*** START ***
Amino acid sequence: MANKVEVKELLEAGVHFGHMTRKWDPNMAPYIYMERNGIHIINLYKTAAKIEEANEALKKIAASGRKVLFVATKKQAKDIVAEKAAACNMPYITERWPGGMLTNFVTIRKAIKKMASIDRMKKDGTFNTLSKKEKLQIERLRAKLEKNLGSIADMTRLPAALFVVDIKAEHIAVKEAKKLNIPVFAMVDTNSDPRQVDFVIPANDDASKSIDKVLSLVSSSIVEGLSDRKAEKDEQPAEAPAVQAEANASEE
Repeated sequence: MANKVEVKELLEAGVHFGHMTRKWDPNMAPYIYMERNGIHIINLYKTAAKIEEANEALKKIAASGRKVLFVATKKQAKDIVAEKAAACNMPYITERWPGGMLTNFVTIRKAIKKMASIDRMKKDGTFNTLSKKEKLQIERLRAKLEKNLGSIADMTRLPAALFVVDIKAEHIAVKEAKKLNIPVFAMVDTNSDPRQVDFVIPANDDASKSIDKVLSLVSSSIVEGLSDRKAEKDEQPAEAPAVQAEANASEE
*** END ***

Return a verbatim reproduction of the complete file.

Amino acid sequence: MANKVEVKELLEAGVHFGHMTRKWDPNMAPYIYMERNGIHIINLYKTAAKIEEANEALKKIAASGRKVLFVATKKQAKDIVAEKAAACNMPYITERWPGGMLTNFVTIRKAIKKMASIDRMKKDGTFNTLSKKEKLQIERLRAKLEKNLGSIADMTRLPAALFVVDIKAEHIAVKEAKKLNIPVFAMVDTNSDPRQVDFVIPANDDASKSIDKVLSLVSSSIVEGLSDRKAEKDEQPAEAPAVQAEANASEE
Repeated sequence: MANKVEVKELLEAGVHFGHMTRKWDPNMAPYIYMERNGIHIINLYKTAAKIEEANEALKKIAASGRKVLFVATKKQAKDIVAEKAAACNMPYITERWPGGMLTNFVTIRKAIKKMASIDRMKKDGTFNTLSKKEKLQIERLRAKLEKNLGSIADMTRLPAALFVVDIKAEHIAVKEAKKLNIPVFAMVDTNSDPRQVDFVIPANDDASKSIDKVLSLVSSSIVEGLSDRKAEKDEQPAEAPAVQAEANASEE